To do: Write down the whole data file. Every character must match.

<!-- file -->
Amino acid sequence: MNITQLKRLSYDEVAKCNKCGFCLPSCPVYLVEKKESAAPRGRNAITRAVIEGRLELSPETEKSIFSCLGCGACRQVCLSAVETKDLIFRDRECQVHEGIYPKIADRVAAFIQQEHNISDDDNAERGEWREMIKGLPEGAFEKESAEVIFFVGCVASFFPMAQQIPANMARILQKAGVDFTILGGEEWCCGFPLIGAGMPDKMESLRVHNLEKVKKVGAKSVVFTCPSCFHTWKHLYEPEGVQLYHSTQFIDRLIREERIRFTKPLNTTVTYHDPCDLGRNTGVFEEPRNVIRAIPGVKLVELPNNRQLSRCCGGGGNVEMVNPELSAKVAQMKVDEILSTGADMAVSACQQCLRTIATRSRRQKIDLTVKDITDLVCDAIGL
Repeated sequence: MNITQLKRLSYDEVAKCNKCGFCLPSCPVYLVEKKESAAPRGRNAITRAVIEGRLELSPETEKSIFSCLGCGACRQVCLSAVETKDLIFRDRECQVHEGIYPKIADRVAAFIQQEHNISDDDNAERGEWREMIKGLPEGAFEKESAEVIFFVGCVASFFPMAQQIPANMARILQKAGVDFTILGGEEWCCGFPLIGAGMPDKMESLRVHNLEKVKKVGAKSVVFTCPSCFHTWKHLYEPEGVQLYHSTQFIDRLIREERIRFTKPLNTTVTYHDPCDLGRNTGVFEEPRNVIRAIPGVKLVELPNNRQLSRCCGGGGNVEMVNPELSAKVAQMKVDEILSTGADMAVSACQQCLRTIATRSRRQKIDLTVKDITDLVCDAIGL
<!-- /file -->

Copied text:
Amino acid sequence: MNITQLKRLSYDEVAKCNKCGFCLPSCPVYLVEKKESAAPRGRNAITRAVIEGRLELSPETEKSIFSCLGCGACRQVCLSAVETKDLIFRDRECQVHEGIYPKIADRVAAFIQQEHNISDDDNAERGEWREMIKGLPEGAFEKESAEVIFFVGCVASFFPMAQQIPANMARILQKAGVDFTILGGEEWCCGFPLIGAGMPDKMESLRVHNLEKVKKVGAKSVVFTCPSCFHTWKHLYEPEGVQLYHSTQFIDRLIREERIRFTKPLNTTVTYHDPCDLGRNTGVFEEPRNVIRAIPGVKLVELPNNRQLSRCCGGGGNVEMVNPELSAKVAQMKVDEILSTGADMAVSACQQCLRTIATRSRRQKIDLTVKDITDLVCDAIGL
Repeated sequence: MNITQLKRLSYDEVAKCNKCGFCLPSCPVYLVEKKESAAPRGRNAITRAVIEGRLELSPETEKSIFSCLGCGACRQVCLSAVETKDLIFRDRECQVHEGIYPKIADRVAAFIQQEHNISDDDNAERGEWREMIKGLPEGAFEKESAEVIFFVGCVASFFPMAQQIPANMARILQKAGVDFTILGGEEWCCGFPLIGAGMPDKMESLRVHNLEKVKKVGAKSVVFTCPSCFHTWKHLYEPEGVQLYHSTQFIDRLIREERIRFTKPLNTTVTYHDPCDLGRNTGVFEEPRNVIRAIPGVKLVELPNNRQLSRCCGGGGNVEMVNPELSAKVAQMKVDEILSTGADMAVSACQQCLRTIATRSRRQKIDLTVKDITDLVCDAIGL